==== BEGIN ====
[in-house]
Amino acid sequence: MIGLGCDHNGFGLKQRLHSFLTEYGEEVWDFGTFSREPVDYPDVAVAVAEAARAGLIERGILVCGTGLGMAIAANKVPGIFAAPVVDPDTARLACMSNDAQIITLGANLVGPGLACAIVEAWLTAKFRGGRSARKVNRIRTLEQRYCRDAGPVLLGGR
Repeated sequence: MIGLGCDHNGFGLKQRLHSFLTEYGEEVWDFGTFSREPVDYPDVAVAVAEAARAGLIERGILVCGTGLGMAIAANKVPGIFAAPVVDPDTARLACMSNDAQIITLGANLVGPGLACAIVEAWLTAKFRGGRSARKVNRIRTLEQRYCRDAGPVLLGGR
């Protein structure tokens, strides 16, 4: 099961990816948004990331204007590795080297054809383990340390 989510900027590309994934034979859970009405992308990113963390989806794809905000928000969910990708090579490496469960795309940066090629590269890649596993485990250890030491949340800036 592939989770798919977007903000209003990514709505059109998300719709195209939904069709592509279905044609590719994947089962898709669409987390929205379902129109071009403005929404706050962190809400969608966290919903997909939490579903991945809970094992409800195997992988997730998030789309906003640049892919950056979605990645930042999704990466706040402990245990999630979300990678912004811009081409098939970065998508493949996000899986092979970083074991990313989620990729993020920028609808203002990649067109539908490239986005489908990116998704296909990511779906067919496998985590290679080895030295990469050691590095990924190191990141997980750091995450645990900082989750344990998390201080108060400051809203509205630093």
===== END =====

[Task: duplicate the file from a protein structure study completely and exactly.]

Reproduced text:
[in-house]
Amino acid sequence: MIGLGCDHNGFGLKQRLHSFLTEYGEEVWDFGTFSREPVDYPDVAVAVAEAARAGLIERGILVCGTGLGMAIAANKVPGIFAAPVVDPDTARLACMSNDAQIITLGANLVGPGLACAIVEAWLTAKFRGGRSARKVNRIRTLEQRYCRDAGPVLLGGR
Repeated sequence: MIGLGCDHNGFGLKQRLHSFLTEYGEEVWDFGTFSREPVDYPDVAVAVAEAARAGLIERGILVCGTGLGMAIAANKVPGIFAAPVVDPDTARLACMSNDAQIITLGANLVGPGLACAIVEAWLTAKFRGGRSARKVNRIRTLEQRYCRDAGPVLLGGR
């Protein structure tokens, strides 16, 4: 099961990816948004990331204007590795080297054809383990340390 989510900027590309994934034979859970009405992308990113963390989806794809905000928000969910990708090579490496469960795309940066090629590269890649596993485990250890030491949340800036 592939989770798919977007903000209003990514709505059109998300719709195209939904069709592509279905044609590719994947089962898709669409987390929205379902129109071009403005929404706050962190809400969608966290919903997909939490579903991945809970094992409800195997992988997730998030789309906003640049892919950056979605990645930042999704990466706040402990245990999630979300990678912004811009081409098939970065998508493949996000899986092979970083074991990313989620990729993020920028609808203002990649067109539908490239986005489908990116998704296909990511779906067919496998985590290679080895030295990469050691590095990924190191990141997980750091995450645990900082989750344990998390201080108060400051809203509205630093």